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State of Maharashtra Vs. National Organic Chemical Industries Ltd. [05/04/2024]

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State of Maharashtra Anr. Vs. National Organic Chemical Industries Ltd.

[Civil Appeal No. 8821 of 2011]

Sudhanshu Dhulia, J.

1. The State of Maharashtra is in appeal before us challenging the order of the Division Bench of Bombay High Court dated 18.08.2009, which has allowed the writ petition of the respondent, while setting aside the order of the Deputy Superintendent of Stamps, Maharashtra (appellant no.2). We have heard learned counsel Mr. Aniruddha Joshi for the appellants and learned senior counsel Ms. Madhavi Divan for the respondents.

2. National Organic Chemical India Ltd. (respondent) was incorporated with an initial share capital of Rs.36 crores. In 1992 it increased its share capital to Rs. 600 crores and accordingly paid a stamp duty of Rs.1,12,80,000/- as per Article 10 of Schedule-I of the Bombay Stamp Act, 1958 (hereinafter “Stamp Act”). At that time, the provision read as under:

The State of Maharashtra (appellant no.1) on 02.08.1994 amended Article 10 and introduced a maximum cap of Rs.25 lakhs on stamp duty which would be payable by a company. The amending notification is reproduced below in part:

“In exercise of the powers conferred by clause (a) of Section 9 of the Bombay Stamp Act, 1958 (Born. LX of 1958), the Government of Maharashtra, having satisfied that it is necessary to do so in the public interest, hereby reduces, with effect from the 1st August, 1994, the maximum duty chargeable on Article of Association of a Company under Article 10 of Schedule-I to the said Act, to Rs. Twenty Five Lakhs.”

Subsequently, the respondent passed a resolution for a further increase in its share capital to Rs.1,200 crores and paid Rs. 25 lakhs as stamp duty when it filed its Notice in Form No.5,1 pursuant to Section 97 of the Companies Act, 1956 (hereinafter “Companies Act”). However, according to the respondent this was done inadvertently as it was soon realised that stamp duty was not liable to be paid by them since the maximum stamp duty which was of Rs. 25 lakhs payable on Articles of Association as per the provisions of the Stamp Act, had already been paid by them in 1992. Consequently, the respondent wrote a letter to appellant no.2 seeking a refund of the payment of Stamp Duty of Rs. 25 lakhs.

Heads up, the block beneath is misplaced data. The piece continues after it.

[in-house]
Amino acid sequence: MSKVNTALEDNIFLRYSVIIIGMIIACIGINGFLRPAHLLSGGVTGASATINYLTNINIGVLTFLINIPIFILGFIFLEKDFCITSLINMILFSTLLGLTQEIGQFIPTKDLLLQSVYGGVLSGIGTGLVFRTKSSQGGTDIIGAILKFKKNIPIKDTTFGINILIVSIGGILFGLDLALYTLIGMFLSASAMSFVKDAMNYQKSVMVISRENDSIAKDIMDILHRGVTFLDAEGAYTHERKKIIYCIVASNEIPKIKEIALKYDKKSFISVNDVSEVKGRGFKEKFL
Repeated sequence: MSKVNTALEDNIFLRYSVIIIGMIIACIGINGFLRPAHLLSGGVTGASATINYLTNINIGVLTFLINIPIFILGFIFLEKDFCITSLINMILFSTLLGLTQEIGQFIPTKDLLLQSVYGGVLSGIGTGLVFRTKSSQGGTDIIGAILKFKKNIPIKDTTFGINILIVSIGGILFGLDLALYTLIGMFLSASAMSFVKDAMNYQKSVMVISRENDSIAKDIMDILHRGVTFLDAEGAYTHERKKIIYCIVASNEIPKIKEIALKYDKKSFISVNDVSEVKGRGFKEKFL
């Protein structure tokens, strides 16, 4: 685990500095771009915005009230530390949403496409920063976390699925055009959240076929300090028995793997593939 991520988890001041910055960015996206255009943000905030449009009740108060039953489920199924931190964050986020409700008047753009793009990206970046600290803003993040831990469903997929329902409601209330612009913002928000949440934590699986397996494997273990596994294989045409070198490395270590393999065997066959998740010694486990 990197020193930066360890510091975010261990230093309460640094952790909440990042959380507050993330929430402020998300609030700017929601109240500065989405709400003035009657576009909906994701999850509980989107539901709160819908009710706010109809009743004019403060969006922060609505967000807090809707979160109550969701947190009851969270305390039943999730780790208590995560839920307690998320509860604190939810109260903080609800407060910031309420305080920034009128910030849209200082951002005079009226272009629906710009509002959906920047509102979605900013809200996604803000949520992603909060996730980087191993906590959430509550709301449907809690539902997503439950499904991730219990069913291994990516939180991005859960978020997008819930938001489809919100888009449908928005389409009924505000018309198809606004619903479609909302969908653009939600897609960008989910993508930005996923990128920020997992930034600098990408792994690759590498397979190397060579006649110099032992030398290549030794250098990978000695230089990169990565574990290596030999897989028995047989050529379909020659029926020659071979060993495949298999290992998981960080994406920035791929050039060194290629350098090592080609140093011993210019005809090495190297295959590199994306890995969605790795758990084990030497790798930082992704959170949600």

This request was turned down by appellant no.2, vide Order dated 20.01.1998 where it was stated that whenever the authorised share capital of a company is increased, stamp duty is payable on each such occasion at the time of filing of Form No. 5 and it is not a one time measure. Aggrieved, the respondent filed a writ petition before the Bombay High Court challenging the aforesaid order and seeking refund of Stamp Duty of Rs. 25 lakhs with interest, paid by them inadvertently.

The Bombay High Court, after hearing the parties, concluded that Form No.5 is not an instrument as defined by Section 2 of the Stamp Act and that stamp duty can only be charged on Articles of Association, where the maximum duty (Rs.25 Lakhs), payable as per the amendment has already been paid by the respondent. The High Court allowed the writ petition and directed the appellants to refund Stamp Duty of Rs.25 lakhs along with interest @ 6% per annum.

3. Learned counsel for the appellants submits that a company increases its share capital by sending a notice in Form No.5 as per Section 97 of the Companies Act. Thus, he contends that every time a company increases its share capital, it is a separate taxing event and stamp duty is liable to be paid irrespective of whether the maximum amount payable under the section has previously been paid.

The learned counsel further relies on Section 14A of the Stamp Act to contend that any material or substantial alteration in the character of an instrument requires a fresh stamp duty according to its altered character. Finally, it is also contended that the maximum cap or upper ceiling of Rs. 25 lakhs was introduced after the payment of Stamp Duty of Rs.1,12,80,000/-. Therefore, the stamp duty paid earlier cannot be taken into consideration in any case.